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 Ask the Attorney with John Brower, J.D.
QUESTION: My child is in the 8th grade and is and spends his day in a special education classroom with a full time "one-on-one aide ever since he was found eligible for special education services. Recently the school hired a new Director of Pupil Services who has stated that the schoolís goal is to eliminate "one-on-one" aides and use one or more classroom aides. My child has some pretty big health issues. Can they take away his "one on one" aide?
ANSWER: The short answer is "yes", but the "they" must be the studentís IEP Team of which you are a member.
There are two types of paraprofessionals (or aides) that can be provided to a disabled student. One if the "classroom" aide that assists the classroom teacher and provides services to one or more students. The other is a "one-on-one" aide that assists only one student (on occasion I have seen 2:1 aides where the aide is included in the IEP but is shared between two students).
One-to-one aides are provided via a studentís Individualized Education Plan (IEP). As such, a "one-to-one" aide can only be removed by an IEP Team decision. A blanket administrative decision to eliminate all "one-to-one" aides, if carried out, would subject the school to a claim of non-individualized decisions made outside the IEP Team setting and possible class action for discrimination. As with any IEP Team decision, a parent can challenge the removal via mediation and/or a due process hearing.
That being said, given the budget stress that many schools are under due to decreased state funding and the federal governments failure to fully fund IDEA, in my practice I have seen an significant increase in the number of school districts that are directing their IEP Team members to eliminate the "one-on-one" aides when the studentís IEP comes up for annual review. In some cases to avoid a hearing, they will tell the parent that will continue the aide but it will now be a "classroom aide". However, when reference to a classroom aide is not included in the studentís IEP the school can assign multiple students to the aide, and more significantly, remove the aide without risk of a claim from the parent that the IEP is not being properly implemented.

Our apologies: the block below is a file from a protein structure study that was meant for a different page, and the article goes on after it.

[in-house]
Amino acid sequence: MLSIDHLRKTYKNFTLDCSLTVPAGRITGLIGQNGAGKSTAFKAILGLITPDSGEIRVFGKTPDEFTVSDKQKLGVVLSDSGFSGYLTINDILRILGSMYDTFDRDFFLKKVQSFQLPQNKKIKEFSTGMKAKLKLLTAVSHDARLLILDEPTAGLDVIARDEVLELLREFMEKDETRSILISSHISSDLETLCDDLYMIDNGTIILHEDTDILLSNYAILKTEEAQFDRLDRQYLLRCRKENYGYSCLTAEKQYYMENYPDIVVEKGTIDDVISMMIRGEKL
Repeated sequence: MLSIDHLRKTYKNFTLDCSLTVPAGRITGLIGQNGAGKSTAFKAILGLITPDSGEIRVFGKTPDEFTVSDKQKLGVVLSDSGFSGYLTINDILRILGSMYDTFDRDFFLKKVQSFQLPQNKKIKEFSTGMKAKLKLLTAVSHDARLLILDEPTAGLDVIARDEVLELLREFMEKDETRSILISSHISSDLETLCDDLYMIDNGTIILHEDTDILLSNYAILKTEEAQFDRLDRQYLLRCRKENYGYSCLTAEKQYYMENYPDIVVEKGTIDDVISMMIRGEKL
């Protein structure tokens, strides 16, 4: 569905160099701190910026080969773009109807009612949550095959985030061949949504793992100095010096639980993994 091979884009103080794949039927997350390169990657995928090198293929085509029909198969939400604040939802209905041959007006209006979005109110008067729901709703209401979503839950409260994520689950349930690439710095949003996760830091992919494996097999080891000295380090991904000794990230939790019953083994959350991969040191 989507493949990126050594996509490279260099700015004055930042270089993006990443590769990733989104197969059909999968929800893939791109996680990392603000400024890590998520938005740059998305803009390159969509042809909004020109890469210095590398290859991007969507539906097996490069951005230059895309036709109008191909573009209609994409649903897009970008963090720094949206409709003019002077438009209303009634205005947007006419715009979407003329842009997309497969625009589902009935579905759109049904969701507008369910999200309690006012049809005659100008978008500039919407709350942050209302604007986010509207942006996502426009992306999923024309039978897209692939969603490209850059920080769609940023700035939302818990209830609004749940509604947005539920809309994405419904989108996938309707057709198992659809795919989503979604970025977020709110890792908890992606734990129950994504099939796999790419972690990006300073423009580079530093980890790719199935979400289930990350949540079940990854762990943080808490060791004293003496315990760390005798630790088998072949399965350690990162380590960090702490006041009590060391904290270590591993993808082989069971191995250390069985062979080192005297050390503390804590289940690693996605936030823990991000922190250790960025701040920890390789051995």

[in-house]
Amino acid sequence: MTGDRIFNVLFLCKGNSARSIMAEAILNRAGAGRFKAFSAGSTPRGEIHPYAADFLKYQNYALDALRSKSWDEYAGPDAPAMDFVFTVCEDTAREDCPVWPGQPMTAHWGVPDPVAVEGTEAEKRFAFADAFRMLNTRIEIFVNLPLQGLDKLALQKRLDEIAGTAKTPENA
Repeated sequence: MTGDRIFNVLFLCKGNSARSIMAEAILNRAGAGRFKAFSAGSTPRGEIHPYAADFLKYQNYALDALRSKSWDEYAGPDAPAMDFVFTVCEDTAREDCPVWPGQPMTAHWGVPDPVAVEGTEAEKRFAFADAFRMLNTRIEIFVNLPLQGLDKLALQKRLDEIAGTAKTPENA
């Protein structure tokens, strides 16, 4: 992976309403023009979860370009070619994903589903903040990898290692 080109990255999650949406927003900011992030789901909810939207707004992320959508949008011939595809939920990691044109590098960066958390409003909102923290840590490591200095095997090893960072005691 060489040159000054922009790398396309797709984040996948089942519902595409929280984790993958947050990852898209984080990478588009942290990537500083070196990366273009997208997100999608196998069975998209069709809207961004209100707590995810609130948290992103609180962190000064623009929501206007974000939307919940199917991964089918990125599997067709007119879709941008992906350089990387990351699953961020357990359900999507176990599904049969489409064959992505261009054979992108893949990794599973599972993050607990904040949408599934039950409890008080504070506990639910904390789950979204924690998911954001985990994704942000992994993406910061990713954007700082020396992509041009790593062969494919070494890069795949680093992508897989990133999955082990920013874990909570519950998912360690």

At the same time, I advise my clients that they should act proactively if their childís aide is being challenged. They can do this by assembling the aideís logbooks that detail the tasks being performed by the aide and gathering statements that support the need for a "one-on-one" aide. Such statements should come from those most familiar with the child, including medical professionals, the aide, etc. Sometimes I have found that the classroom teacher is the best advocate for a full time "one-to-one" aide as it allows them to focus their attention on teaching.
John Brower, JD
Education Law Center, PLLC

Education Law Center, PLLC ∑ 810-227-9850 ∑ 

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